Explore the inside of volcanoes, clamber over glaciers, or simply soak in a thermal pool. These are the activities that will take you to the heart of this most unique of destinations
Icelandic folk have been bathing outdoors in thermal pools since Viking times. It would be remiss of you not to join in, either as a surreal way to spend a dark winter’s day, or to unwind after a strenuous hike.
The Blue Lagoon, with its vividly coloured water, is the most famous of Iceland’s pools – and its most commercialised. The Myvatn Nature Bath is popular too, set as it is amongst the Martian landscape of craters, fissures, lava beds and solfatara. (Be warned: the pool can be unbearably hot first thing in the morning.)
But really, there are thermal pools dotted all over the country. Ask a local for directions to their favourite. Chances are you’ll have it all to yourself.
Climb over it or under it. Or watch it crash into the sea. Ice puts on quite the show in Iceland.
Vatnajökull is an 8,100 sq km dome of ice (one twelfth of Iceland’s surface) up to 800m thick, protected in an eponymous national park. To explore the rumbling glaciers, hire a guide who’ll provide the gear and steer you safely through the jumble of crevasses and pinnacles.
Then, head for Jökulsárlón, a glacial lagoon jammed with thousands of giant icebergs calved from a glacier. Stroll along the moraines and gaze at the icebergs as they drift by and out to sea.
What about going inside a glacier? Europe's second-largest ice mass, the Langjökull glacier, has been out of bounds for generations – but is now home to Europe’s longest ice tunnel, 500 metres long and 30 metres below the surface.
The extreme dark of the Icelandic winter has a few perks. Between September and April, Iceland is one of the best places in the world to observe the northern lights. Apart from the ‘Big Smoke’ of Reykjavik, there is virtually no light pollution competing with the display in Iceland.
Iceland is also one of the most stylish places to observe the lights. Hotels dotted around the country are designed with aurora viewing – and your comfort – in mind. You can watch the lights as you eat or drink or kick back in an outdoor hot pool and leave your thermals packed away safely in your bag.
Your chances of seeing whales in Húsavík are amongst the best in the world. Whale-watching boats jostle for space in Húsavík’s snug harbour. Most days between May and September they chug out into Skjálfandi, a bay backed by brooding mountains.
Look out for for minke whales and white-beaked dolphins – humpbacks and giant blues sometimes turn up too. On land, allow time for the Whale Museum and a brew at one of the harbour’s bars and cafés.
Accessing Iceland’s wild Eastern Fjords has always required a long drive, internal flight or long sea voyage. But with new direct flights this untouched land of jagged mountains, mighty waterfalls and black sand beaches is now within reach.
Head there now and you will have Iceland’s new ‘Golden Circle’ pretty much to yourself. Picture postcard villages like Djúpivogur are a delight – complete with a pretty little harbour with colourful boats scattered like confetti beneath old wooden buildings.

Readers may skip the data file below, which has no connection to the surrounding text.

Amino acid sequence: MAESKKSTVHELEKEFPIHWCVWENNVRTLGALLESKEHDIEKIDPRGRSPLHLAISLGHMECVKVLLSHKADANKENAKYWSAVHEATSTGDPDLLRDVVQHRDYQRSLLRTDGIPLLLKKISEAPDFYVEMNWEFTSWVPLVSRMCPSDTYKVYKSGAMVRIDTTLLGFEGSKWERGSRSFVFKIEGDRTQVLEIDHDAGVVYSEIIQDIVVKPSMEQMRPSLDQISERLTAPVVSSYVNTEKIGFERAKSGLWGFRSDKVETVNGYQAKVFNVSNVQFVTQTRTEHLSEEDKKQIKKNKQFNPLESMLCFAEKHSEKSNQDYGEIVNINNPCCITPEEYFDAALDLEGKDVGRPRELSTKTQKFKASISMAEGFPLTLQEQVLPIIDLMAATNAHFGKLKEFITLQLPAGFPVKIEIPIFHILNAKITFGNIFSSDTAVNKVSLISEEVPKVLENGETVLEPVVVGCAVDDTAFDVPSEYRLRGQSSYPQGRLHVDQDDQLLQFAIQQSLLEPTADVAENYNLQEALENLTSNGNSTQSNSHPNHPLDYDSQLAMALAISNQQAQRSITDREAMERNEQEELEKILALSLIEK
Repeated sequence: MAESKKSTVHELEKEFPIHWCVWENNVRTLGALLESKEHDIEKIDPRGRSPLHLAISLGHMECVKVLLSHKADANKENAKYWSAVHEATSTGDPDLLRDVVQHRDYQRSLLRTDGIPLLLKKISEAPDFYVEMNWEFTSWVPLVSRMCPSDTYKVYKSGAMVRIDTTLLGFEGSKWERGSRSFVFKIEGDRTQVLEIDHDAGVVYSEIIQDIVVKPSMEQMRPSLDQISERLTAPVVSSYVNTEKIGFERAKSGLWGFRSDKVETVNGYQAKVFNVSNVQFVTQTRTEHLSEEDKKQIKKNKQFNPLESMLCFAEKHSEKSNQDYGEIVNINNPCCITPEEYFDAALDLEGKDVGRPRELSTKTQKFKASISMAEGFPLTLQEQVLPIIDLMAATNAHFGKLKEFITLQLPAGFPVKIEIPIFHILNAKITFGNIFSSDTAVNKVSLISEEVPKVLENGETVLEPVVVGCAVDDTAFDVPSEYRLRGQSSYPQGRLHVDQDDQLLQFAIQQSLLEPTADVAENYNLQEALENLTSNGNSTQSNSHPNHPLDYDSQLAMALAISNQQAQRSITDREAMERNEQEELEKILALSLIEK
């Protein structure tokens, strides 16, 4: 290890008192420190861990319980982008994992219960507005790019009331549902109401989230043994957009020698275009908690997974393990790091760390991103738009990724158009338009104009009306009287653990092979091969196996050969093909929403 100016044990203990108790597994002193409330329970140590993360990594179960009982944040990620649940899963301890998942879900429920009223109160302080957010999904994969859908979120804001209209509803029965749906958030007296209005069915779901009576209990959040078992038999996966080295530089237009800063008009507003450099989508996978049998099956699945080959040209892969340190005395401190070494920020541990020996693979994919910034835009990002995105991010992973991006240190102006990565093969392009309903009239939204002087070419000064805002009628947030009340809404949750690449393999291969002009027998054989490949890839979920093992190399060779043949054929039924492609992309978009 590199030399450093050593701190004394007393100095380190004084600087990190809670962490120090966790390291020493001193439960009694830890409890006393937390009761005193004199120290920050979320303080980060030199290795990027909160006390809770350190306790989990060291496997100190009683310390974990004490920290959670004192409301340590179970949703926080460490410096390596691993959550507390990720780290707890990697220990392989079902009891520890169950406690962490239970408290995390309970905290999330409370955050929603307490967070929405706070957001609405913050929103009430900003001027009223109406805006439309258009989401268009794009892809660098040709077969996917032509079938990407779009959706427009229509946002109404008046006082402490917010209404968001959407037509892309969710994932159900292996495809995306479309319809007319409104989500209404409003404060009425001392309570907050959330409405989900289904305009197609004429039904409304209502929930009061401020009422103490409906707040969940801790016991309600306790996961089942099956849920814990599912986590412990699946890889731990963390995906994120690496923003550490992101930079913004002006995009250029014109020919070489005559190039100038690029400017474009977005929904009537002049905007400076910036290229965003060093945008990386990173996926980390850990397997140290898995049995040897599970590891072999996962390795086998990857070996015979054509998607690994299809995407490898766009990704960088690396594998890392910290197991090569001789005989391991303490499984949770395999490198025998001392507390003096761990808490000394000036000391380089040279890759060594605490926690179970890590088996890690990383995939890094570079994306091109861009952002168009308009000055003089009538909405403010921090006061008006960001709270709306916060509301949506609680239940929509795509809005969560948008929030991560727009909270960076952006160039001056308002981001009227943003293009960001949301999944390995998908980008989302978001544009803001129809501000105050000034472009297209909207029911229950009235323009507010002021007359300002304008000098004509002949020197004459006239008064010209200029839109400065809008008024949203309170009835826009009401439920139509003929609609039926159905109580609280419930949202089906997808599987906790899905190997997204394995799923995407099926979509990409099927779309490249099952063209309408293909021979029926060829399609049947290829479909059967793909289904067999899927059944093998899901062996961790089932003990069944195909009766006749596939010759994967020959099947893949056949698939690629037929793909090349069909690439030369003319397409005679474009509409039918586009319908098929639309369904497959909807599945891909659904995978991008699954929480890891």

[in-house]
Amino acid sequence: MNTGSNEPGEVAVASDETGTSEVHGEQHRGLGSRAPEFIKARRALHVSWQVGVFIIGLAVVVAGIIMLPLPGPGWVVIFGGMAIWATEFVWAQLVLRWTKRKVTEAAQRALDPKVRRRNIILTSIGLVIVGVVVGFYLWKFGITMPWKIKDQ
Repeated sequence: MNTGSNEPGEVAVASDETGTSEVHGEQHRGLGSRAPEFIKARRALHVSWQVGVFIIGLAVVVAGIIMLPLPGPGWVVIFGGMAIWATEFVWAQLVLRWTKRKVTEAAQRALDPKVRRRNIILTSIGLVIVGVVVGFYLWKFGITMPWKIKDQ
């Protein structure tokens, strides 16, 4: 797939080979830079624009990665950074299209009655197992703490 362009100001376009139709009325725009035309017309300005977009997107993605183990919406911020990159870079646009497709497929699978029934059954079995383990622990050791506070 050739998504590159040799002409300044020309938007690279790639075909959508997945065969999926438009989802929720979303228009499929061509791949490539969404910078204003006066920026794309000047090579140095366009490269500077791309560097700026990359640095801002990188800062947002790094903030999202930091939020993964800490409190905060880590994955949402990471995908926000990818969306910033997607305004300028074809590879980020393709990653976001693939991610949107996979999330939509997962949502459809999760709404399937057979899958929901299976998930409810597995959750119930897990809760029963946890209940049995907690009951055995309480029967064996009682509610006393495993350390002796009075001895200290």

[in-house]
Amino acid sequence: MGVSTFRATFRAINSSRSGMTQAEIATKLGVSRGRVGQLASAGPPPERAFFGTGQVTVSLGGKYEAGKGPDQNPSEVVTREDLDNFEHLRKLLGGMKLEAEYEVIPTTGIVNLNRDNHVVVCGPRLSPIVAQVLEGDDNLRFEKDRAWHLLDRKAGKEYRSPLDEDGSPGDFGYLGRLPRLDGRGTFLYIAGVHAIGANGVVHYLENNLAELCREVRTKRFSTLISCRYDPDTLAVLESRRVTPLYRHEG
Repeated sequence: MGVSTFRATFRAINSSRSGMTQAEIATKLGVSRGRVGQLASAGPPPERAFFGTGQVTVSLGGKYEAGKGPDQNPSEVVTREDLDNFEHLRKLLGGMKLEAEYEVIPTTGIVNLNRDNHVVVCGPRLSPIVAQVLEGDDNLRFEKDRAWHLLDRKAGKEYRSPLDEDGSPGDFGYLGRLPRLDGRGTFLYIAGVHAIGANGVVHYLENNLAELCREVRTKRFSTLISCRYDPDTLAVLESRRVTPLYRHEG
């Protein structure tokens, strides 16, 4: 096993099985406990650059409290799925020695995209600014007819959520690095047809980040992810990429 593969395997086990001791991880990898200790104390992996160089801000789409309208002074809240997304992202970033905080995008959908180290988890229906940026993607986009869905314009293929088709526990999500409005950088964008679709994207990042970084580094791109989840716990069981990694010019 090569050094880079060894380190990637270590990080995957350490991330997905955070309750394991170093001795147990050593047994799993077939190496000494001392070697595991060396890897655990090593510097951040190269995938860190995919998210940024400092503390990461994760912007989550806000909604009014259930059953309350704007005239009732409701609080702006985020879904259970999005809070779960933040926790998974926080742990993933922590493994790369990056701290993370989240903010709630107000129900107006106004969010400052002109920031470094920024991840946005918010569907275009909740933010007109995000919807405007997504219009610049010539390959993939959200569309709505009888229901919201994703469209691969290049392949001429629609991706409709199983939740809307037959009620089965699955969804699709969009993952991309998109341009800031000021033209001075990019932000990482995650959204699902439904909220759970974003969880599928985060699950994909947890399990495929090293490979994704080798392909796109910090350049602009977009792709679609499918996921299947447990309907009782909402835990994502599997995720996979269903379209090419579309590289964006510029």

Réttir is an Icelandic farming tradition, where sheep and horses that have spent the summer roaming free in the highlands are collected together by a long line of horsemen (which can extend more then 20 miles), and driven back down to the lowlands for winter. While gathering the animals is serious business for the farmers, it’s a day of fun for other Icelanders and visitors alike.
Spectators flock to see thousands of sheep and horses being herded down the mountain slopes. The first round-ups start in early September and continue across the country until early October. You can experience Réttir by walking or on horseback. The animal round up is always followed by a ‘round up’ of the locals for traditional songs and dancing.
Ever wondered what a volcano looks like on the inside? The only place in the world you can find out for yourself is Thrihnukagigur volcano. Descend through the top of the crater to the bottom of the volcano’s magma chamber where a world of vivid red, burnt orange and golden yellow rock awaits.
Thrihnukagigur lies in the Blafjoll mountains, just a 30 minutes drive from Reykjavik. Don’t worry! The volcano has not erupted for 4.000 years will never erupt again. This unique volcano tour is only available from May to September.
Landmannalaugar is famous for its spectacular hiking trails. This hiking hub is situated in the southern part of Iceland’s highlands, near the volcano Hekla. Hiking here allows visitors to take in the vivid multi-couloured mountains and vast lava fields in the area.
Laugavegur is a popular trail in Landmannalaugar. This trek is usually 4 days long, talking in the rugged glaciers, hot springs, epic waterfalls and panoramic view of the North Atlantic Ocean.
For a shorter trip, the two-hour hike through the Laugahraun lava field to Mt. Brennisteinsalda ('Sulphur Wave') and the 1 hour hike up Mt. Bláhnjúkur ('Blue Peak') are well worth the trek.
Although small, Icelandic horses are as tough and an uncompromising as the environment they live in. Since arriving with the Vikings they have developed in isolation, making riding them the ideal way to roam the wild landscapes of Iceland's interior.
Riding an Icelandic horse takes some getting used to – they have two extra gaits to other horses that you may have ridden. You may well get to try one of them, the tolt, a kind of running walk that will momentarily unsettle even experienced riders, but is incredibly comfortable once you relax into it. They’ll transport you back into the land of the Sagas, tolting or trotting across the wide and rugged terrain, towards giant mountains and thundering waterfalls.